Beachcombing is especially fun when one stumbles across something new and unusual. These odd little red wine-colored gumdrops clinging to this coastal rocky outcropping are known as beadlet anemones (Actinia equina) and are found in various intertidal regions of the world including the central coast of Ecuador. The anemones I saw in the past were doughnut-shaped with retracted tentacles that were more visible, so anemones did not immediately come to mind when I saw these along the Manabi coast. When exposed to air, beadlet anemones retract their tentacles completely to conserve moisture and protect themselves. Underwater, their plant-like tentacles resembles succulent leaves.
Sea anemones are unusual creatures belonging to the invertebrate Cnidaria phylum. Cnida, also known as nematocysts, are stinging cells characteristic of animals in the Cnidaria phylum, which includes jellyfish and corals. These stinging mechanisms are used for protection and to stun and capture prey.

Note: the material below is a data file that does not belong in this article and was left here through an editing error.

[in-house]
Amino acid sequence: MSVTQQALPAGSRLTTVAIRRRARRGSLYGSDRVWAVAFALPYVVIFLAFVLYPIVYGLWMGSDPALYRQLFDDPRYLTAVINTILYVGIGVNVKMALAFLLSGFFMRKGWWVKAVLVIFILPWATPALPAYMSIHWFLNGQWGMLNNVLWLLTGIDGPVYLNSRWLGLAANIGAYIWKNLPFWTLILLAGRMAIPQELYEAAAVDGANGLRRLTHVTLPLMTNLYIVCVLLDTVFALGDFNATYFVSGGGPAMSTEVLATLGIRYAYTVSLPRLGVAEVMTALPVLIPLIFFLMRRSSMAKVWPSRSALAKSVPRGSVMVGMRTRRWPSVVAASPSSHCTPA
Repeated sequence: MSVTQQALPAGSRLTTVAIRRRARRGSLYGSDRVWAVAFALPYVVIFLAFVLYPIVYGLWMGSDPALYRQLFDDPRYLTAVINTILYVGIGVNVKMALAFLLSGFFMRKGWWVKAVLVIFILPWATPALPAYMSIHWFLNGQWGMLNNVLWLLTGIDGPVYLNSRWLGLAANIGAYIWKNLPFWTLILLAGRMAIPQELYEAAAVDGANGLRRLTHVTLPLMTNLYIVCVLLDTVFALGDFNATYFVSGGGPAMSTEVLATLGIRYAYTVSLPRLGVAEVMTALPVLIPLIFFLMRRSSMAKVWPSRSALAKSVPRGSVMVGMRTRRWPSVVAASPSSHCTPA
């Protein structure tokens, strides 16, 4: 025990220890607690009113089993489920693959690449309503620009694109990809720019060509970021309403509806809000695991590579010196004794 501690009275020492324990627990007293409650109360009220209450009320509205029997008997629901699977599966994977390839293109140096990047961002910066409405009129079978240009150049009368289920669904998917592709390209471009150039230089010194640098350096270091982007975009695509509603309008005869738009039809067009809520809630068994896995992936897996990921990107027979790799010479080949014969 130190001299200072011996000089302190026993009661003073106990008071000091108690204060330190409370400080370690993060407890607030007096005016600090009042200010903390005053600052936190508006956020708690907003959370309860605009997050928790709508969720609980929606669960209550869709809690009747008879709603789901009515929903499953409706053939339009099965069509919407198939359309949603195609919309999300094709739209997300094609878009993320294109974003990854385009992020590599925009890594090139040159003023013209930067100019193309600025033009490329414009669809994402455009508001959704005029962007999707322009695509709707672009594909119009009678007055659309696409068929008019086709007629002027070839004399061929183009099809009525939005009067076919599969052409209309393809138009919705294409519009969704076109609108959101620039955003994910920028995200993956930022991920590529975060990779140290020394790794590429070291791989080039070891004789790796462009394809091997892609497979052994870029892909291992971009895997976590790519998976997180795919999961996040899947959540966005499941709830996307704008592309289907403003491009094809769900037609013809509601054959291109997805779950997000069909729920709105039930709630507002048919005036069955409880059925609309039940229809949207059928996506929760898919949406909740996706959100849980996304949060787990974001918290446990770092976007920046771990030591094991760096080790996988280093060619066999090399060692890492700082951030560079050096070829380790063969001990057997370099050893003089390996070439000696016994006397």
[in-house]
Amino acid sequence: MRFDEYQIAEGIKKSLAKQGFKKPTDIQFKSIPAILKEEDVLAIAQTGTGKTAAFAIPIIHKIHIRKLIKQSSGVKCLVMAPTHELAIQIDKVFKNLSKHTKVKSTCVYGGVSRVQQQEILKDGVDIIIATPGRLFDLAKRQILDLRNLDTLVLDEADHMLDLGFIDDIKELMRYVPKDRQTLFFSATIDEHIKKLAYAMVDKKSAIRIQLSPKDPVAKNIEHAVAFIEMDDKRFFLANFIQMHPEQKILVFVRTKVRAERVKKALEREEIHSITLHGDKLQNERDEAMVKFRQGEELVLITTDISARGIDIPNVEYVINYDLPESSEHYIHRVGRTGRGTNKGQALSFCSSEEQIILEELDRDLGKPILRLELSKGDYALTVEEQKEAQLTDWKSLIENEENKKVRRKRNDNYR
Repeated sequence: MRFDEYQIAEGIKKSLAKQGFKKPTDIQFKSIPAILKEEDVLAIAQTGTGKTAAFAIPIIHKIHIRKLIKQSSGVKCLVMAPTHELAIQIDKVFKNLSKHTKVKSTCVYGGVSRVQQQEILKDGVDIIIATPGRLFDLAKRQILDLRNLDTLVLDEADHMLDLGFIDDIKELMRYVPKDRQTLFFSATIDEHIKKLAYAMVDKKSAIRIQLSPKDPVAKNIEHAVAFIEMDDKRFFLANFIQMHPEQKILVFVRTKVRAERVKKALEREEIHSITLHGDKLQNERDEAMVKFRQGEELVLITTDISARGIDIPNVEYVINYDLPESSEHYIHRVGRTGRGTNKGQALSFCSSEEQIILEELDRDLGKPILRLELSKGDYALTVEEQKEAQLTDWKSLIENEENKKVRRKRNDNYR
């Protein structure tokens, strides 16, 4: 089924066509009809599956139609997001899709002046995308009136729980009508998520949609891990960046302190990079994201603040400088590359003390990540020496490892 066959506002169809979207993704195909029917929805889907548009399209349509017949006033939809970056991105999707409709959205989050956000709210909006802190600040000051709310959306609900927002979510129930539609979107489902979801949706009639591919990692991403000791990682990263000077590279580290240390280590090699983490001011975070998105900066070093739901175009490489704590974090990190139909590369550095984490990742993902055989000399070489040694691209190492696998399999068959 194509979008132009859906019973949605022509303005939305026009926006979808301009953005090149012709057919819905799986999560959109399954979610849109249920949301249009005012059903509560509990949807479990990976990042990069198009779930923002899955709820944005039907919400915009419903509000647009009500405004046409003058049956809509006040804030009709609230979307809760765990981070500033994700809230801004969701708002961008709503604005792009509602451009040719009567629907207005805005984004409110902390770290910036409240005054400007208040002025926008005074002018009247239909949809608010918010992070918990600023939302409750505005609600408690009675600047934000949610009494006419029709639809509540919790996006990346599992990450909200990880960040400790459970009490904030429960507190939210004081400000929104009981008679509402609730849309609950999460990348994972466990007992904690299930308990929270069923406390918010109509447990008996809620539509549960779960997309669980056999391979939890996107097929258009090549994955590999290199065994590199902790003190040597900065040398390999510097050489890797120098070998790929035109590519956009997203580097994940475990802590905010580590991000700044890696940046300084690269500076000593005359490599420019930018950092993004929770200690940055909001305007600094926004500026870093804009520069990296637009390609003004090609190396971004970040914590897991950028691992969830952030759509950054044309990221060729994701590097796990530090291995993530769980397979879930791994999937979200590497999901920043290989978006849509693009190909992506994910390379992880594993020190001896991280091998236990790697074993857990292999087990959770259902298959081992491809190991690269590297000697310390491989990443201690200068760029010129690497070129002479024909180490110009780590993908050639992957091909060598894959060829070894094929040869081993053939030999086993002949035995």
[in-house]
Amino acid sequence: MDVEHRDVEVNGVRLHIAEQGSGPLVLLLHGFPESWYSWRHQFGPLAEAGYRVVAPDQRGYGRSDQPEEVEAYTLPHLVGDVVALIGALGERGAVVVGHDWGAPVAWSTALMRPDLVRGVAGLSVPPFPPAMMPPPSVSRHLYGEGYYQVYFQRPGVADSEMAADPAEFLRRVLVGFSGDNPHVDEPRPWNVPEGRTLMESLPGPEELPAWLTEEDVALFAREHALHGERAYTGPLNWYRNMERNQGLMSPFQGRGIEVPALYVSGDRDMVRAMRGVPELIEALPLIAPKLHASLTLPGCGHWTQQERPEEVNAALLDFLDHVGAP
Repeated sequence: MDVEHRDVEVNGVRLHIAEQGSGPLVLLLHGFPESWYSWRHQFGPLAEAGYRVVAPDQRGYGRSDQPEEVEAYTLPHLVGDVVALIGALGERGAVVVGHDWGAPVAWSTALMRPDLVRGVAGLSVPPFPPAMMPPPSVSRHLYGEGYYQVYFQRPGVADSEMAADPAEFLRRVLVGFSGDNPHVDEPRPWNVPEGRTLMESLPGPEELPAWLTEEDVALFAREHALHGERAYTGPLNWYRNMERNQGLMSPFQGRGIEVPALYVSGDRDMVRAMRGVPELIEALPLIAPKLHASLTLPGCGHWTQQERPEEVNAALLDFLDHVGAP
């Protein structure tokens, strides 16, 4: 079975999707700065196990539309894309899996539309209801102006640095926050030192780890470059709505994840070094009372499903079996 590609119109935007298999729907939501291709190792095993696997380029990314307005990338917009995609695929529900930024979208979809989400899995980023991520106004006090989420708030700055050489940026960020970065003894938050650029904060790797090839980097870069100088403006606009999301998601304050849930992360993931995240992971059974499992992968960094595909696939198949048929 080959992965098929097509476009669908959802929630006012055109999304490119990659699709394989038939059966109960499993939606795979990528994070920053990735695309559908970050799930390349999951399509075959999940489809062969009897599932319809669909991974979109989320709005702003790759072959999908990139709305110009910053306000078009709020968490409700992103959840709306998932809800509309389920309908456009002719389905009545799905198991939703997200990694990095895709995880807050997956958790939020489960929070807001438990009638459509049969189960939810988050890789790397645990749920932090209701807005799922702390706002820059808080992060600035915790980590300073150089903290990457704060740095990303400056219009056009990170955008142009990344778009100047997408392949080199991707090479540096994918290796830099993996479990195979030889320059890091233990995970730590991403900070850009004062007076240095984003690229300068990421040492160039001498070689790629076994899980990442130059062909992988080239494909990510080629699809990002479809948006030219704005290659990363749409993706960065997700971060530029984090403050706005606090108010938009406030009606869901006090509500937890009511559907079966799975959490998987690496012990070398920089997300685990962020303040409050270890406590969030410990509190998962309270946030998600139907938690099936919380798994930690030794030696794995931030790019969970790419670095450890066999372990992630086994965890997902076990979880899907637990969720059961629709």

Beadlet anemones are aggressive little creatures that are easily provoked. A mere brush of another anemone’s tentacle will cause the anemone to expose specialized surface protrusions, known as acrorhagi or blue beads, which release stinging cells (nematocysts) as soon as they come into contact with their neighbor. This attack is often repeated until the beadlet anemone’s neighbor drops off the rock. Visible wounds appear as a result of such attacks.
These soft gelatinous polyps are carnivores and scavengers, eating crustaceans such as small crabs and copepods as well as dead larvae and crustacean remains. Beadlet anemones are found in the northeastern part of the Atlantic and in waters with a minimum salinity of 2.8% and temperatures ranging from 2˚F to 28˚C.